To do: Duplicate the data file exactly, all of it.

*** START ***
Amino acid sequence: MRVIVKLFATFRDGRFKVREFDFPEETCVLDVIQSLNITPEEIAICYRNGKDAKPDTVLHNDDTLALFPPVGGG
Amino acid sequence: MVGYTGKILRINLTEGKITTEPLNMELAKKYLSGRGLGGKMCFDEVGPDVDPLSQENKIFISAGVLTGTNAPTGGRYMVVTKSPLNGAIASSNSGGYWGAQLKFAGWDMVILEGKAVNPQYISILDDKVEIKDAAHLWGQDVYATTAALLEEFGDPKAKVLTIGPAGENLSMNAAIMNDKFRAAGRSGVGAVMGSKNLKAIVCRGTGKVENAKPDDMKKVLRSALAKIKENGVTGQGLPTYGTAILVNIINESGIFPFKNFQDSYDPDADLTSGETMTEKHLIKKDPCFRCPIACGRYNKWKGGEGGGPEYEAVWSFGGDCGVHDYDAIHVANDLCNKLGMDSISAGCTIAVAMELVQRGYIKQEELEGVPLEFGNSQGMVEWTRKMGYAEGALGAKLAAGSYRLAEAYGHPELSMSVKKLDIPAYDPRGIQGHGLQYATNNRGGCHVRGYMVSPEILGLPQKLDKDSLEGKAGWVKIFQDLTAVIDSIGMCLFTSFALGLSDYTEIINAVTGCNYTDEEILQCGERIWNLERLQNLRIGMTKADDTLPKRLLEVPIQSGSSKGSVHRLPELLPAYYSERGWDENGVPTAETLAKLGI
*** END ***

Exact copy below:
Amino acid sequence: MRVIVKLFATFRDGRFKVREFDFPEETCVLDVIQSLNITPEEIAICYRNGKDAKPDTVLHNDDTLALFPPVGGG
Amino acid sequence: MVGYTGKILRINLTEGKITTEPLNMELAKKYLSGRGLGGKMCFDEVGPDVDPLSQENKIFISAGVLTGTNAPTGGRYMVVTKSPLNGAIASSNSGGYWGAQLKFAGWDMVILEGKAVNPQYISILDDKVEIKDAAHLWGQDVYATTAALLEEFGDPKAKVLTIGPAGENLSMNAAIMNDKFRAAGRSGVGAVMGSKNLKAIVCRGTGKVENAKPDDMKKVLRSALAKIKENGVTGQGLPTYGTAILVNIINESGIFPFKNFQDSYDPDADLTSGETMTEKHLIKKDPCFRCPIACGRYNKWKGGEGGGPEYEAVWSFGGDCGVHDYDAIHVANDLCNKLGMDSISAGCTIAVAMELVQRGYIKQEELEGVPLEFGNSQGMVEWTRKMGYAEGALGAKLAAGSYRLAEAYGHPELSMSVKKLDIPAYDPRGIQGHGLQYATNNRGGCHVRGYMVSPEILGLPQKLDKDSLEGKAGWVKIFQDLTAVIDSIGMCLFTSFALGLSDYTEIINAVTGCNYTDEEILQCGERIWNLERLQNLRIGMTKADDTLPKRLLEVPIQSGSSKGSVHRLPELLPAYYSERGWDENGVPTAETLAKLGI